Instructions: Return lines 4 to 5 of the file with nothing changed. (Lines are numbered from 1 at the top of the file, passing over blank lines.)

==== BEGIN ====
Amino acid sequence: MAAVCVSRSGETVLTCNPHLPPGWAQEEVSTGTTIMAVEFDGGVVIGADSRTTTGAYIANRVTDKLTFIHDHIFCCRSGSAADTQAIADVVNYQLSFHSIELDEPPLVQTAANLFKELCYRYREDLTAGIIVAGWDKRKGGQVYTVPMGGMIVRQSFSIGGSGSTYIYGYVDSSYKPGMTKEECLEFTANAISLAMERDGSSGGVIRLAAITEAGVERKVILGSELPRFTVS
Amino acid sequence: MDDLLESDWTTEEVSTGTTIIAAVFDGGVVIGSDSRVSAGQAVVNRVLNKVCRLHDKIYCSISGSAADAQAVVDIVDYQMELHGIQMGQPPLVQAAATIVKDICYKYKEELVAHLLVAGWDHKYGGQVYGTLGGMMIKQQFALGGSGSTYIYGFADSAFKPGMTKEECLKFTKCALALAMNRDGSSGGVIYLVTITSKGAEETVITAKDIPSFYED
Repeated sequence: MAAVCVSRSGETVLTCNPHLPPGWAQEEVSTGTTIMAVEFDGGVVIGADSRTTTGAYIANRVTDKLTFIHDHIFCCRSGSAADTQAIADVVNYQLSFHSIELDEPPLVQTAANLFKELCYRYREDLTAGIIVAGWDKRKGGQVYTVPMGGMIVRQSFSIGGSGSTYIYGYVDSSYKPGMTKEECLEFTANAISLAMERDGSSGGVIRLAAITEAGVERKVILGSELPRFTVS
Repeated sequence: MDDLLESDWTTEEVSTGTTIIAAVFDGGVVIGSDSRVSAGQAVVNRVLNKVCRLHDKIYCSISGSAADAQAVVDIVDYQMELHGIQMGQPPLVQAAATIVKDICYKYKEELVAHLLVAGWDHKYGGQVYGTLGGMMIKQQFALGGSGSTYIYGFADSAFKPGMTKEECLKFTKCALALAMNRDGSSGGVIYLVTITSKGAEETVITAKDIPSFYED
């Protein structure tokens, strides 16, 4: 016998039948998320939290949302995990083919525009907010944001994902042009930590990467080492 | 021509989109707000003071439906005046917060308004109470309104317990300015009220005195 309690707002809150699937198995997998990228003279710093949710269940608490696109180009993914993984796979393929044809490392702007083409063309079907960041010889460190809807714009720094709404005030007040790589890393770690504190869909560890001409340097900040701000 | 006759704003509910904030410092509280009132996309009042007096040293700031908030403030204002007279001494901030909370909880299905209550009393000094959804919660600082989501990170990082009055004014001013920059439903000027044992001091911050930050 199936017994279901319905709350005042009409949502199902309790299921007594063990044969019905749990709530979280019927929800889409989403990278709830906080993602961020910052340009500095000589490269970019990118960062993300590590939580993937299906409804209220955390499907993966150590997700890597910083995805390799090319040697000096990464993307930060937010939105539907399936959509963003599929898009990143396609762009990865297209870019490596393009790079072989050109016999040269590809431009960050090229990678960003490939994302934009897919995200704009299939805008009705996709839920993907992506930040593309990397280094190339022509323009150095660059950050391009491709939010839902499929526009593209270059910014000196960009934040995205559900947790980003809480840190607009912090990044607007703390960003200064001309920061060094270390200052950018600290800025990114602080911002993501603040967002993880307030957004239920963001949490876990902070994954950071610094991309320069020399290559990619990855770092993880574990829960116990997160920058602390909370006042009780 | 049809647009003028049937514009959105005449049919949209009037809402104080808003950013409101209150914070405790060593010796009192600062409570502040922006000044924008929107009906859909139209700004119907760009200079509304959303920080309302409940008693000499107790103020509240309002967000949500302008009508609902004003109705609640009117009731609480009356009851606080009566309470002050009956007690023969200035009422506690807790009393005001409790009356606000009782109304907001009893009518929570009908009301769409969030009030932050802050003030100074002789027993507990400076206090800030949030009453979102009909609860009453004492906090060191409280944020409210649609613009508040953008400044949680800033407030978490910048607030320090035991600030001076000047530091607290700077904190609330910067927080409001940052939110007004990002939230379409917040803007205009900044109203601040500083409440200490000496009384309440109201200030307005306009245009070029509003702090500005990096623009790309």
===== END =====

Repeated sequence: MDDLLESDWTTEEVSTGTTIIAAVFDGGVVIGSDSRVSAGQAVVNRVLNKVCRLHDKIYCSISGSAADAQAVVDIVDYQMELHGIQMGQPPLVQAAATIVKDICYKYKEELVAHLLVAGWDHKYGGQVYGTLGGMMIKQQFALGGSGSTYIYGFADSAFKPGMTKEECLKFTKCALALAMNRDGSSGGVIYLVTITSKGAEETVITAKDIPSFYED
């Protein structure tokens, strides 16, 4: 016998039948998320939290949302995990083919525009907010944001994902042009930590990467080492 | 021509989109707000003071439906005046917060308004109470309104317990300015009220005195 309690707002809150699937198995997998990228003279710093949710269940608490696109180009993914993984796979393929044809490392702007083409063309079907960041010889460190809807714009720094709404005030007040790589890393770690504190869909560890001409340097900040701000 | 006759704003509910904030410092509280009132996309009042007096040293700031908030403030204002007279001494901030909370909880299905209550009393000094959804919660600082989501990170990082009055004014001013920059439903000027044992001091911050930050 199936017994279901319905709350005042009409949502199902309790299921007594063990044969019905749990709530979280019927929800889409989403990278709830906080993602961020910052340009500095000589490269970019990118960062993300590590939580993937299906409804209220955390499907993966150590997700890597910083995805390799090319040697000096990464993307930060937010939105539907399936959509963003599929898009990143396609762009990865297209870019490596393009790079072989050109016999040269590809431009960050090229990678960003490939994302934009897919995200704009299939805008009705996709839920993907992506930040593309990397280094190339022509323009150095660059950050391009491709939010839902499929526009593209270059910014000196960009934040995205559900947790980003809480840190607009912090990044607007703390960003200064001309920061060094270390200052950018600290800025990114602080911002993501603040967002993880307030957004239920963001949490876990902070994954950071610094991309320069020399290559990619990855770092993880574990829960116990997160920058602390909370006042009780 | 049809647009003028049937514009959105005449049919949209009037809402104080808003950013409101209150914070405790060593010796009192600062409570502040922006000044924008929107009906859909139209700004119907760009200079509304959303920080309302409940008693000499107790103020509240309002967000949500302008009508609902004003109705609640009117009731609480009356009851606080009566309470002050009956007690023969200035009422506690807790009393005001409790009356606000009782109304907001009893009518929570009908009301769409969030009030932050802050003030100074002789027993507990400076206090800030949030009453979102009909609860009453004492906090060191409280944020409210649609613009508040953008400044949680800033407030978490910048607030320090035991600030001076000047530091607290700077904190609330910067927080409001940052939110007004990002939230379409917040803007205009900044109203601040500083409440200490000496009384309440109201200030307005306009245009070029509003702090500005990096623009790309």